What is it?
DMAE, or dimethylaminoethanol, is a compound found in high levels in anchovies and sardines. Small amounts of DMAE are also naturally produced in the human brain. Health-food outlets sell it in capsule form to “boost brain power.” While it probably won’t make you smarter, DMAE may play a role in treating memory lapses and symptoms of Alzheimer’s disease. Some evidence suggests it may also play a beneficial role against the impulsive and disruptive behaviors caused by attention deficit hyperactivity disorder (ADHD).
The supplement has an interesting history. Initially, drug makers were interested in selling the product as a medication for attention deficit disorder after studies in the 1970s showed that deanol, the chemical name for DMAE, reduced hyperactivity and improved concentration in schoolchildren with learning disabilities and behavior problems. However, when further testing was deemed too expensive, it was packaged as a Nutritional supplement, as this substance is naturally found in fish.
Because it steps up production of brain chemicals essential for short-term memory, concentration, and learning capacity, DMAE may aid in the treatment of ADHD and other disorders affecting the brain and central nervous system.
DMAE is sometimes referred to as a “cholinergic” because it is thought to increase levels of the Neurotransmitter acetylcholine, one of the chemicals in the brain that utilized in memory formation. “Cholinergic” drugs, such as tacrine (Cognex), are used to treat dementia associated with Alzheimer’s disease.
Cholinergic drugs are also sometimes prescribed to stabilize the debilitating movements brought on by tardive dyskinesia—repetitive involuntary movements, especially of the face, that can go along with diseases such as Tourette’s Syndrome and Huntington’s chorea, and can also be a side effect of antipsychotic drugs used to treat schizophrenia and other mental conditions. Researchers have tested DMAE for these conditions, although results of several small studies have been disappointing and a Cochrane review of the available evidence in 2002 determined there was no benefit to this therapy. (1) Still, case reports continue to report some benefits for DMAE in certain individuals with these movement disorders. Benefits, if present, may be due to a Placebo effect or to some unknown genetic factor that makes certain people more responsive to the supplement.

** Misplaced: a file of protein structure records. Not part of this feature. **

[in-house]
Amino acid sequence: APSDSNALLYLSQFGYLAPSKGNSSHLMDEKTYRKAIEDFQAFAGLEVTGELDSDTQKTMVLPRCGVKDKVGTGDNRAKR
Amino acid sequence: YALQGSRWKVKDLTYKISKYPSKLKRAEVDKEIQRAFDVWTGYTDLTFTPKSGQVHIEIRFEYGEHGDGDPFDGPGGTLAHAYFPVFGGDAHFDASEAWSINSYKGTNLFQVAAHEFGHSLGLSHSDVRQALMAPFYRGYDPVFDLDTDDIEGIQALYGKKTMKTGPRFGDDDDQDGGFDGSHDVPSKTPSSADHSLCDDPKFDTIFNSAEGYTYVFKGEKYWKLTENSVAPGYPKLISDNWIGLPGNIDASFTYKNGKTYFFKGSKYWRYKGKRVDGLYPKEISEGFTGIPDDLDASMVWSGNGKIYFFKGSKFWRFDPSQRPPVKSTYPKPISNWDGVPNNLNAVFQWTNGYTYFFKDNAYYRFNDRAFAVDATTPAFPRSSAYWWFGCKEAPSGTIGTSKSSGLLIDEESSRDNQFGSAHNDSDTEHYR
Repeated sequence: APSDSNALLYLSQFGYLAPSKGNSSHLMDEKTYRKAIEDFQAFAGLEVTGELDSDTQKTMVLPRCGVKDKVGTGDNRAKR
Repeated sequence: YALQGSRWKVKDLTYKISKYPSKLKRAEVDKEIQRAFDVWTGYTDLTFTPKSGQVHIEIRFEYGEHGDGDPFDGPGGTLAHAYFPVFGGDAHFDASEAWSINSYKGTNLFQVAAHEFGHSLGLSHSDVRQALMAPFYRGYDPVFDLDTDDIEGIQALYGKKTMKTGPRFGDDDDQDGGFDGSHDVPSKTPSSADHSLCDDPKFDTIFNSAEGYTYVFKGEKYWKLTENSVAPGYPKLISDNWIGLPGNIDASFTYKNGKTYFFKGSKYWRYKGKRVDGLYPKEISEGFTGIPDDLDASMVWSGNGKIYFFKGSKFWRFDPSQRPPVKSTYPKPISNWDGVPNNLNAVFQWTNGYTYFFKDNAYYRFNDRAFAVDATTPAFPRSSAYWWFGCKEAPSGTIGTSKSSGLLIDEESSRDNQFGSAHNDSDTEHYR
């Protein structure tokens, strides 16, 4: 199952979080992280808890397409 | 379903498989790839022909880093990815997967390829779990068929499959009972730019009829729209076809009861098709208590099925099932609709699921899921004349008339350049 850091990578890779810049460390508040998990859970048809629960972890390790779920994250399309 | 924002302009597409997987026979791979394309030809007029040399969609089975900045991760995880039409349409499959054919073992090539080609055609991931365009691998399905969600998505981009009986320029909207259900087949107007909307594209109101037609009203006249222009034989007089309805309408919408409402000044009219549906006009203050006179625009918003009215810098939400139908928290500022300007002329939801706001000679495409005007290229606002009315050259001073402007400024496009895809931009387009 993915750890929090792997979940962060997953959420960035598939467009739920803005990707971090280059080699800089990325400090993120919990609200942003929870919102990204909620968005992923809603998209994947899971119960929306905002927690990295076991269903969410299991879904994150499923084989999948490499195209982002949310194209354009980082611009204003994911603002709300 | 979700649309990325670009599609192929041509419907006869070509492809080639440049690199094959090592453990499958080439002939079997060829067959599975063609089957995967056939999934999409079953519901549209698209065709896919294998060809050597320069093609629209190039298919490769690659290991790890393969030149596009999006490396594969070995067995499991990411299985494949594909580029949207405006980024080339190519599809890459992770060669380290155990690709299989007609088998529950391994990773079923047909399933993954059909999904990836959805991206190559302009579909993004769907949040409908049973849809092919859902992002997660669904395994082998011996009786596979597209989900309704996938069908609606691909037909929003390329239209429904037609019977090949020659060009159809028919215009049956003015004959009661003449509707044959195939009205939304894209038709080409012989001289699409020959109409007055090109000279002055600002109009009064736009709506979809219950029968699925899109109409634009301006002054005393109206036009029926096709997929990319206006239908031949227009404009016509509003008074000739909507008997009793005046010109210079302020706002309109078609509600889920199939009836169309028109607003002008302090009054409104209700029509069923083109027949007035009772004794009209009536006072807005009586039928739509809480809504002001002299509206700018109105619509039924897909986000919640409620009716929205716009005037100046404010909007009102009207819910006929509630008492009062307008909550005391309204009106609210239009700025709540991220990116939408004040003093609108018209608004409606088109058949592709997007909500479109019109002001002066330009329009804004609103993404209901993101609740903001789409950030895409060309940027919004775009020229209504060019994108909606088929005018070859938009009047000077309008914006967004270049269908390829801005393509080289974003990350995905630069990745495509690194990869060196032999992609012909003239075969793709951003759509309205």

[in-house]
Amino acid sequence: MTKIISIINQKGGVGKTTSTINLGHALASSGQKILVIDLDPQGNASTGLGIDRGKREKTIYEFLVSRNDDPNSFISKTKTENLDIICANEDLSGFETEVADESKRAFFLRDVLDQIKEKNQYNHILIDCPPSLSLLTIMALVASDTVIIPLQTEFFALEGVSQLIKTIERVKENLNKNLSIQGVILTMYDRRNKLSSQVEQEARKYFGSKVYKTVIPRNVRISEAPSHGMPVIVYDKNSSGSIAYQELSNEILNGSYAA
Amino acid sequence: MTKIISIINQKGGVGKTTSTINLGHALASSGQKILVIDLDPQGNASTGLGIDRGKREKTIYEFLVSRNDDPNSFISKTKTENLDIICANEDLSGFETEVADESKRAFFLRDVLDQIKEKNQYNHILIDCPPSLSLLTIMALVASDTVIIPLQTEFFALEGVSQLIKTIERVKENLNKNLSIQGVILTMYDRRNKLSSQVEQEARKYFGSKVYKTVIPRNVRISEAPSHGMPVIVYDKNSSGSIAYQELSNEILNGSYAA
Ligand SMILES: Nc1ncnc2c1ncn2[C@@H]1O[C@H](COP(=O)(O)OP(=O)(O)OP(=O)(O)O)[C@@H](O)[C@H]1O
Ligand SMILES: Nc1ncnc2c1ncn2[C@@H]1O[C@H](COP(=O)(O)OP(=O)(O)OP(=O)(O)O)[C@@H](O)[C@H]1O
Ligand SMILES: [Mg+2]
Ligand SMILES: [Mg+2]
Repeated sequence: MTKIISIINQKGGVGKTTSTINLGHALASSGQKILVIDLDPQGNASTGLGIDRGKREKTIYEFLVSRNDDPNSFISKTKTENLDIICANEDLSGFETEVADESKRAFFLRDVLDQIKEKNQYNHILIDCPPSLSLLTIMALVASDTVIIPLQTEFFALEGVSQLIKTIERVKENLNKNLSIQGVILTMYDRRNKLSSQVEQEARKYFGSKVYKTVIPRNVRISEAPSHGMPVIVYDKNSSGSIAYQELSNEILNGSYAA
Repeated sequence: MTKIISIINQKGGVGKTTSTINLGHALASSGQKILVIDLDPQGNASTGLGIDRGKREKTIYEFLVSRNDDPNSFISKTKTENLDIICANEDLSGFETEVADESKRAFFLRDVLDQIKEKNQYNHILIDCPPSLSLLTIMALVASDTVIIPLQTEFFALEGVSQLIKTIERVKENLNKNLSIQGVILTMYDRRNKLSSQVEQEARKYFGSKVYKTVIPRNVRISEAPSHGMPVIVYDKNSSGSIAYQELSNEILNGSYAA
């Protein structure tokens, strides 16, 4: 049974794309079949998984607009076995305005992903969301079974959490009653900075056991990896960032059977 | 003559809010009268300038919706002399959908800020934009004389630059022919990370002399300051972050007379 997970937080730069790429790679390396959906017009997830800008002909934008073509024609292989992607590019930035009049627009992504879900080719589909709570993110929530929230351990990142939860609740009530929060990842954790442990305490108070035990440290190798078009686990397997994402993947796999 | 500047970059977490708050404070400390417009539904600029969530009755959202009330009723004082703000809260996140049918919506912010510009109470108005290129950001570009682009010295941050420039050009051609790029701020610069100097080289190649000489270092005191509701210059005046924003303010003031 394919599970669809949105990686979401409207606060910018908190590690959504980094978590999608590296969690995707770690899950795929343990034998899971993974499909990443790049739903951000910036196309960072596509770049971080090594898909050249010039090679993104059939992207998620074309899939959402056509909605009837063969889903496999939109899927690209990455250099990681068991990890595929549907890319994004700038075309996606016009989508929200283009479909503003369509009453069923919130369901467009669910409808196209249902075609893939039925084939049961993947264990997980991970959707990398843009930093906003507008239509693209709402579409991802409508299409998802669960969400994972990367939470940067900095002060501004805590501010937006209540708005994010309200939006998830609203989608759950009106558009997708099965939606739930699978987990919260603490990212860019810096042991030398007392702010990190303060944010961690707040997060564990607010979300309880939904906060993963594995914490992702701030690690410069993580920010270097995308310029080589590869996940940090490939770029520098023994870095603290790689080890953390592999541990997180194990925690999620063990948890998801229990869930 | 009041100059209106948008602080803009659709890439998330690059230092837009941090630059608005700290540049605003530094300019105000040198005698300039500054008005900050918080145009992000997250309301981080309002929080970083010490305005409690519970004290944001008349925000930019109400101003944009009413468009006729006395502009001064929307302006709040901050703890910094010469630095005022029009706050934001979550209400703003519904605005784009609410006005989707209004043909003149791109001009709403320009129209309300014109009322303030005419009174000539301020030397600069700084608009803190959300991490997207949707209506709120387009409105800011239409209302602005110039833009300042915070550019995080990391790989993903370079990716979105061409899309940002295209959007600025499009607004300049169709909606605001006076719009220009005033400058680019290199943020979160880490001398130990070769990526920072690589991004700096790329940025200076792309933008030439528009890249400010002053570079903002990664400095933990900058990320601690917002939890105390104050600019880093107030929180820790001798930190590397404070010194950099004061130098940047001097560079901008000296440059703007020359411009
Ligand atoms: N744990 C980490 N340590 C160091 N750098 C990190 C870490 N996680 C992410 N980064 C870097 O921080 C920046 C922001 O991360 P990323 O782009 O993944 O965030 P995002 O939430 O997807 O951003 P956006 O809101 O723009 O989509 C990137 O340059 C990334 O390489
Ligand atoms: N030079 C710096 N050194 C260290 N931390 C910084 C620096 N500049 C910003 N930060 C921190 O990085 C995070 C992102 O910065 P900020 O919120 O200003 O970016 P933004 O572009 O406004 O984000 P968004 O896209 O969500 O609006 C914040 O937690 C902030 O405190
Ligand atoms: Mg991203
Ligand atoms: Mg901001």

Marketers have also trumpeted DMAE pills and creams for everything from prolonging life and enhancing athletic performance to ridding aging skin of “liver spots.” However, there are no sound studies to support these claims. Moreover, there is no evidence that human beings can suffer from a deficiency of DMAE.
Specifically, DMAE may help to:
- Relieve the inattention, impulsivity, and hyperactivity of attention deficit hyperactivity disorder (ADHD). Although ADHD has long been recognized as a cause of disruptive behavior and learning difficulties in school-age children, doctors are increasingly coming to recognize it as a cause of problems in adults as well. Evidence suggests that DMAE may help. Studies in children during the 1970s form the basis for DMAE’s role in treating ADHD. In 1975, a study of 74 children with learning disabilities, including some with hyperactivity, found DMAE was more effective than placebo. Over three months, the children were treated with either 500 mg of DMAE, 40 mg of the stimulant Ritalin (methylphenidate, the most commonly prescribed drug for ADHD), or placebo. Those who were treated with either DMAE or Ritalin showed objective improvements on concentration and skills tests, while those taking placebo did not. (2) Further, a 1976 double-blind study assessed 50 hyperactive kids aged 6 to 12 years who would likely be diagnosed with ADHD based on current standards. After twelve weeks, children taking 500 mg of DMAE daily (300 mg in the morning and another 200 mg at lunch) showed greater improvements in behavior compared to children taking placebo. (3) However, two 1970s reviews of studies examining the clinical efficacy of DMAE and of ADHD treatments (including DMAE) produced inconclusive results regarding efficacy in treating ADHD. (4-5) Since then, little additional research has been done.